Quinn's Tax Bluff - NBC Chicago

Quinn's Tax Bluff

Make no mistake, Quinn wants a tax hike but he can't sell it



    Governor Pat Quinn's playing a little game with his budget.

    In an effort to convince reticent lawmakers to raise taxes to help rescue the state from a crushing $13 billion deficit, he's left a tax hike out of his budget proposal.

    Instead of hiking taxes to unprecedented levels, the governor proposes taking out a loan.

    He plans to borrow nearly $4.7 billion to cover the state's operating budget, cut $2 billion in spending and pass the buck -- or more precisely $6 billion bucks worth of bills  --  to next years legislature.

    "He's not included a tax increase in this budget, and that's a conversation that has to happen," his chief of staff, Jerome Stermer, said Tuesday while briefing reporters.

    Make no mistake, Quinn wants a tax hike.

    The Democratic governor has long embraced an income tax increase as the key to closing the biggest budget deficit in Illinois history, but lawmakers weren't game to approve one last year, and this being an election year, they're even less willing.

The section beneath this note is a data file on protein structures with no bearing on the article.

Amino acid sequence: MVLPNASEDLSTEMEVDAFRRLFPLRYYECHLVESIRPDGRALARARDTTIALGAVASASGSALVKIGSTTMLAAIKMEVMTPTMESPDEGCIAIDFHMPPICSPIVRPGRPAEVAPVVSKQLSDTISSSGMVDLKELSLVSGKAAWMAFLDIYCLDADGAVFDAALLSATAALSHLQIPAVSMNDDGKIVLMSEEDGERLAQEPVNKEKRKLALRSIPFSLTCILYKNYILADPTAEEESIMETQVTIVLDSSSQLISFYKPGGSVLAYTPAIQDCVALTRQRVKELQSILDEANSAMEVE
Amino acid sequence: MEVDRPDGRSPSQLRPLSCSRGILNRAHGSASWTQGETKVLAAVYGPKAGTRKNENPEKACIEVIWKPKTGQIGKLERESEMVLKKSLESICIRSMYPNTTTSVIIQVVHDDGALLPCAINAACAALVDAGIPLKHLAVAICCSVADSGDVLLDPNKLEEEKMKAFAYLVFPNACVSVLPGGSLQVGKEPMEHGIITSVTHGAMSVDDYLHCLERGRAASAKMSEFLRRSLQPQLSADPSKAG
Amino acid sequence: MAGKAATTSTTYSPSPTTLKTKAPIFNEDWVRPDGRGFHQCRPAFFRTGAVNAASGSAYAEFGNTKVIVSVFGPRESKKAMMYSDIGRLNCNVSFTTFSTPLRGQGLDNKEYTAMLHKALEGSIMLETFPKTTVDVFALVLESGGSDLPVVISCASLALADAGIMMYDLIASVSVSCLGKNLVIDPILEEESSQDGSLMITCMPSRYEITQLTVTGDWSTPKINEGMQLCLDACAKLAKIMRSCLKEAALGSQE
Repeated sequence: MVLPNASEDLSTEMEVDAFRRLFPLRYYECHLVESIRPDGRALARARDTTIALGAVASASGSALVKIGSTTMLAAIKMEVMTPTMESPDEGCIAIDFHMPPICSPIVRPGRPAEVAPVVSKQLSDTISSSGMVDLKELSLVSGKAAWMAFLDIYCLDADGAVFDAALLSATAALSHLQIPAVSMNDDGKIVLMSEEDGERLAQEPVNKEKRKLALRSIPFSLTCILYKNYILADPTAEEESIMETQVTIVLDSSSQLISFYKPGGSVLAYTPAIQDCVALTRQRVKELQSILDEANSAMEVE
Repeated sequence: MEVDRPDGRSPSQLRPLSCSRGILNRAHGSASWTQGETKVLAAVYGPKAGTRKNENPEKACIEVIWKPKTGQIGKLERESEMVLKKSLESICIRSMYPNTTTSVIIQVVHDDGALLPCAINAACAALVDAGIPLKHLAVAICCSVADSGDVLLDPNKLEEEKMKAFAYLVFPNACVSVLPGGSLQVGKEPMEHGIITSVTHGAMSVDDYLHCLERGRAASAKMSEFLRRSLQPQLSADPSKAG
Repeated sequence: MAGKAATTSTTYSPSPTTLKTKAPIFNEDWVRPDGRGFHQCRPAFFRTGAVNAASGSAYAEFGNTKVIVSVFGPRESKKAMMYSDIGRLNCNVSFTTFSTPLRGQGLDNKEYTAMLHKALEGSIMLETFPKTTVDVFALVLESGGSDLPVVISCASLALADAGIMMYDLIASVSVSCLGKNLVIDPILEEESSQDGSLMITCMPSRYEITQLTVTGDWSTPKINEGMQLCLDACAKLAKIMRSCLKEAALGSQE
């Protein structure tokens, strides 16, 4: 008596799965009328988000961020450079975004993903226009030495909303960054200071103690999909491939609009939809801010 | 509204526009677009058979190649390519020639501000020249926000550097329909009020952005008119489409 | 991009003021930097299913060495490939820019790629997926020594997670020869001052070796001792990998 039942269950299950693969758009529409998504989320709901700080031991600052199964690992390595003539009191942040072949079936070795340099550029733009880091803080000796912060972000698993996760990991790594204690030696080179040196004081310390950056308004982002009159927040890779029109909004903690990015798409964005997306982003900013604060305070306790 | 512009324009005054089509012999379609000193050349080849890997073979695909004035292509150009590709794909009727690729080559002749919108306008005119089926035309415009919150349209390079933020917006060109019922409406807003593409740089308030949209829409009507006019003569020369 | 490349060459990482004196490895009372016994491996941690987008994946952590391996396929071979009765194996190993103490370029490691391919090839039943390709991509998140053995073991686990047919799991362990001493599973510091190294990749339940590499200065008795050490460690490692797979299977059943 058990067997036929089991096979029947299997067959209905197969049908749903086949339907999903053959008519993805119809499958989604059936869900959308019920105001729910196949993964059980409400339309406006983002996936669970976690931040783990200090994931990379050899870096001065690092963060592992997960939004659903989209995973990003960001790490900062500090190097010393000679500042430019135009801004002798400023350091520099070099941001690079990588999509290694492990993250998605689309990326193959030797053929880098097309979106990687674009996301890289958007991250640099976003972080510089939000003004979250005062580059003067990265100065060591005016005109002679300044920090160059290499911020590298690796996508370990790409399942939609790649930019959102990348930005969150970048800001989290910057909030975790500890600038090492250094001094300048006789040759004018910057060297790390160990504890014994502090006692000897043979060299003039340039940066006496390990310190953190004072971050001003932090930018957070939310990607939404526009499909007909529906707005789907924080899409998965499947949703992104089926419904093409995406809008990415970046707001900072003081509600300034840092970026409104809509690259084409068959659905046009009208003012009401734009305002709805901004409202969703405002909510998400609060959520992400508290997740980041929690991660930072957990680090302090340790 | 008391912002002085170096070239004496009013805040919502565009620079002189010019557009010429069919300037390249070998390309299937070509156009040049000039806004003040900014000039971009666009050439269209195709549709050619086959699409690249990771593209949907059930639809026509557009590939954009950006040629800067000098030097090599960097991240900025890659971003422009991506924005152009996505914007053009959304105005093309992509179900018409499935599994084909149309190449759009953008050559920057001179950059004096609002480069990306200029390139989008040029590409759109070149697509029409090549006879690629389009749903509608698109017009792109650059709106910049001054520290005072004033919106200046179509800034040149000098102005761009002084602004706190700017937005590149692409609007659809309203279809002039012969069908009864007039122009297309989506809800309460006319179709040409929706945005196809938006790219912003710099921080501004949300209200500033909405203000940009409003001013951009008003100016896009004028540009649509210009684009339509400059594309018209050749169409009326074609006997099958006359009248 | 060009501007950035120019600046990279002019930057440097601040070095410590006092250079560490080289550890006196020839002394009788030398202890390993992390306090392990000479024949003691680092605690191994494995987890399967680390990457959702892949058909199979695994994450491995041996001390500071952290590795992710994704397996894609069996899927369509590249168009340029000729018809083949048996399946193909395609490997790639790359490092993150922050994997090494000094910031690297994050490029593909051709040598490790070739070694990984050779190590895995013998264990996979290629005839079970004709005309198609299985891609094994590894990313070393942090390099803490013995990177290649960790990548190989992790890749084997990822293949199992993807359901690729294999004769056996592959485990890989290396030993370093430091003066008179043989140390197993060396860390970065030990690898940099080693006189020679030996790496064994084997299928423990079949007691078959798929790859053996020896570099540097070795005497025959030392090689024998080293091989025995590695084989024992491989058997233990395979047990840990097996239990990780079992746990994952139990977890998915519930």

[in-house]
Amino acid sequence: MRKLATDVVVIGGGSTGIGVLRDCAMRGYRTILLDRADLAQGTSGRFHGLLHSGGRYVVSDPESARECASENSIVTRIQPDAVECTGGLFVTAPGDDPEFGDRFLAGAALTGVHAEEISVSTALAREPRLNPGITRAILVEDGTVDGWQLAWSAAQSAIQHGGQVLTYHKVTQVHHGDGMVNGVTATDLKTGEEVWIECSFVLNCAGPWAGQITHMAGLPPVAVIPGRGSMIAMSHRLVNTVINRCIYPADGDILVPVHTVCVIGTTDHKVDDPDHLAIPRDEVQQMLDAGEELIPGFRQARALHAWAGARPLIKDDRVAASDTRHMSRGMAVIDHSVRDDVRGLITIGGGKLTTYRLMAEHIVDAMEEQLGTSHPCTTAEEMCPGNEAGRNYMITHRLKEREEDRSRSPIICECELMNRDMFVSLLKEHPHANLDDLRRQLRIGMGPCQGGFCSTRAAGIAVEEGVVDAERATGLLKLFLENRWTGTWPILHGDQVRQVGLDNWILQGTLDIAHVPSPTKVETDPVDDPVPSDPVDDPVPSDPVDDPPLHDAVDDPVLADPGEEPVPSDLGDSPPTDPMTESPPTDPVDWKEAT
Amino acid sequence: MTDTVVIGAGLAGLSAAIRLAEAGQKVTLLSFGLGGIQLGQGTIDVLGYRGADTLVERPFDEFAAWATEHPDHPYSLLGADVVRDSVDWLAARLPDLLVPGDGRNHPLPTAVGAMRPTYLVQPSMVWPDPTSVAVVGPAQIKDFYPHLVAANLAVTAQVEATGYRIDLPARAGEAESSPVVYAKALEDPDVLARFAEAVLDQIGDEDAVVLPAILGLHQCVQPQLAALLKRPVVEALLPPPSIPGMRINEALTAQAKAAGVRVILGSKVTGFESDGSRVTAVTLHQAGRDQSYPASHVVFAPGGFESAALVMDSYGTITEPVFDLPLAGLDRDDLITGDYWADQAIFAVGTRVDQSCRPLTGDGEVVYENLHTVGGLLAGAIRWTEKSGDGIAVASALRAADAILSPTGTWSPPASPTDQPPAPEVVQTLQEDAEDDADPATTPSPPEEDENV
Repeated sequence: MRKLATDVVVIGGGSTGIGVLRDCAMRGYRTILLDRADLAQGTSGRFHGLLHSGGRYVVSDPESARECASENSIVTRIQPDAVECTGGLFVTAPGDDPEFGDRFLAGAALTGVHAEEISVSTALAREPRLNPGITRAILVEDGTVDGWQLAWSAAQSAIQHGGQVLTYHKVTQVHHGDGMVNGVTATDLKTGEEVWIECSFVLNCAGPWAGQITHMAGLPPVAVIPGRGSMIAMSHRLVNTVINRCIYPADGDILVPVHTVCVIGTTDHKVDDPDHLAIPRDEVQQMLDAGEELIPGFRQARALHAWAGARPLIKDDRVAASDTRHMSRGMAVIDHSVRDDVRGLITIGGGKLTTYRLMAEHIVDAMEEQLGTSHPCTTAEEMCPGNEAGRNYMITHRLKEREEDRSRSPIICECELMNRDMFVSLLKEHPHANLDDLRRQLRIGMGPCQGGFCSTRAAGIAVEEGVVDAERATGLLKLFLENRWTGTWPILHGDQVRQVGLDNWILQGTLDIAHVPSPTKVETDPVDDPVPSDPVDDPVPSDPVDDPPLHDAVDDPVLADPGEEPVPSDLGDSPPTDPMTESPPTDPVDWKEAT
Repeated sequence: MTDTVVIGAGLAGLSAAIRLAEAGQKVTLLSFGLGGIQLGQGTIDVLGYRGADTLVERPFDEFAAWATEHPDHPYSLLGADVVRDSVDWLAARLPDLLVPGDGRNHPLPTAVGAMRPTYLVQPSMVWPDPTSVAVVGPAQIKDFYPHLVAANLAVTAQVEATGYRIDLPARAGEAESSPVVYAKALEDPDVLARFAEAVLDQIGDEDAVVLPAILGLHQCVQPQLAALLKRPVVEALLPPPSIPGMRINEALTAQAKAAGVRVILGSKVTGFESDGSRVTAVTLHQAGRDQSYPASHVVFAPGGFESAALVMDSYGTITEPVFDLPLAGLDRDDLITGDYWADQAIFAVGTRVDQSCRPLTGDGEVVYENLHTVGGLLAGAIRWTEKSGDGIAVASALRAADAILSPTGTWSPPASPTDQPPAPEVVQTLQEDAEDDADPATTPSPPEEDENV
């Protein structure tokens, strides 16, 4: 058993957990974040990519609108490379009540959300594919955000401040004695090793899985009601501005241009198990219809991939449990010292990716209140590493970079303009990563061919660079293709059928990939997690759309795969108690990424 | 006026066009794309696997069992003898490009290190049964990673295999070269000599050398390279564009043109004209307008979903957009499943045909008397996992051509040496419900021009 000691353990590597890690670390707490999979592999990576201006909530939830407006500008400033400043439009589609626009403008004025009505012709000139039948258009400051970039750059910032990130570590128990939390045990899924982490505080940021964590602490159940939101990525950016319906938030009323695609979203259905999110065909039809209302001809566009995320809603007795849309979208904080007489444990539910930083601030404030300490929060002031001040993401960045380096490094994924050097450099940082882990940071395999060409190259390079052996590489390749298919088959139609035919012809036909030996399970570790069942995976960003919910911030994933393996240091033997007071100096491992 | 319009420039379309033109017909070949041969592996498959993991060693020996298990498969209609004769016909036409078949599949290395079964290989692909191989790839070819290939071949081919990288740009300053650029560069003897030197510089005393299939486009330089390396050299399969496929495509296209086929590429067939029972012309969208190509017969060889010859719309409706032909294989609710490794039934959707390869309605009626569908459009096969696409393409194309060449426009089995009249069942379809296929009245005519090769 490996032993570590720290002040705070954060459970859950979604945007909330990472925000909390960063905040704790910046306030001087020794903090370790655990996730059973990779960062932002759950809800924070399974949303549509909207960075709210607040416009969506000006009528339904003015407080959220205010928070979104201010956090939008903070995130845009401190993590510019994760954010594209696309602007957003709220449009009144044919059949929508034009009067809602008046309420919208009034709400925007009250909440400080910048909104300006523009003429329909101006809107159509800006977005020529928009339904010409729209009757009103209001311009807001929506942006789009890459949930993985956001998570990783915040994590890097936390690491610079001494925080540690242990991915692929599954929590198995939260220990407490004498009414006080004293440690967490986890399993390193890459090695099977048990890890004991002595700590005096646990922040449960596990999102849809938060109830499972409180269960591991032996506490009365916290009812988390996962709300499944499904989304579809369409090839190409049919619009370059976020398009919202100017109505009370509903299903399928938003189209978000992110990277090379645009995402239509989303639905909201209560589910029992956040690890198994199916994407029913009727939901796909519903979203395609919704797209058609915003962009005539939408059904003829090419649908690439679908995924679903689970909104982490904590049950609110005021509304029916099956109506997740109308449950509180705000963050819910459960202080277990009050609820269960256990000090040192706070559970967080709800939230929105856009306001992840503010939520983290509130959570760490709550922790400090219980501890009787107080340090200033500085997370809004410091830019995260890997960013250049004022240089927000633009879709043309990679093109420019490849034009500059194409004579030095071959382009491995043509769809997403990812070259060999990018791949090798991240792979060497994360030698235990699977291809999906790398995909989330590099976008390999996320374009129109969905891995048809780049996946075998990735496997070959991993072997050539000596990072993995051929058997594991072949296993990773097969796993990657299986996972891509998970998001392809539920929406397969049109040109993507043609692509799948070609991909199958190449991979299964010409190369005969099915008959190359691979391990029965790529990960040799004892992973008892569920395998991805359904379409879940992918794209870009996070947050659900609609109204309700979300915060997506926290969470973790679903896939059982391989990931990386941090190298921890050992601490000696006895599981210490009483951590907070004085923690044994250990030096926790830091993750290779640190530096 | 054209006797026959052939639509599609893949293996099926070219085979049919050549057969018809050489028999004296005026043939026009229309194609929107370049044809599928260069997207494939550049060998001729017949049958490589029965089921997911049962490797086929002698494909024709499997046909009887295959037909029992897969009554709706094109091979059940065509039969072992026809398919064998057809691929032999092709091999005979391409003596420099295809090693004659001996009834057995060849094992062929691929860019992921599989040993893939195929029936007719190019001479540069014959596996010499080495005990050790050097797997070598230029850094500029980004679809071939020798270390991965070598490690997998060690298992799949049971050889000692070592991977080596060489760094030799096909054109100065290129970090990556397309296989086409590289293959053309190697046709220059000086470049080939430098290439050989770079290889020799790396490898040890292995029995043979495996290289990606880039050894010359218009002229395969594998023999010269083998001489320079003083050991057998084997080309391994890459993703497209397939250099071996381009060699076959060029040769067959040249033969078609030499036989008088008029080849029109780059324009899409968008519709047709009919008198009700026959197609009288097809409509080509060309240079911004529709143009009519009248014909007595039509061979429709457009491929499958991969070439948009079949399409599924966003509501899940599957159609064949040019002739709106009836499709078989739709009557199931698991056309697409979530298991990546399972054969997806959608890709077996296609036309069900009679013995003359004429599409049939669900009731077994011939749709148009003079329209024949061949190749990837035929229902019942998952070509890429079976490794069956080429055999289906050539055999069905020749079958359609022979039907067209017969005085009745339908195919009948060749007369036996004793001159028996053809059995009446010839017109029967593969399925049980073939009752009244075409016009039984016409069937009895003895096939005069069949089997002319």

Basically Quinn's saying: fine, here's the alternative.

    "I think that what you see the governor doing is calling the bluff of those who say you can do this without a tax increase," Ralph Martire, executive director of the Chicago-based Center for Tax and Budget Accountability said.

    Quinn's aides did not outright call this budget proposal a doomsday scenario meant to pressure legislators into supporting a tax increase, but they did say repeatedly that Quinn has not had a change of heart.

    Most of the savings in Quinn's planned proposal would come from cutting education spending by $1.3 billion, or roughly 10 percent. That could mean up to 13,000 teachers will lose their jobs.

    State employees would have to take unpaid days off, saving $200 million. Prescription drug benefits for the elderly would be cut in half, saving $70 million.

    Not to mention, the $13 billion tab for the state isn't going anywhere.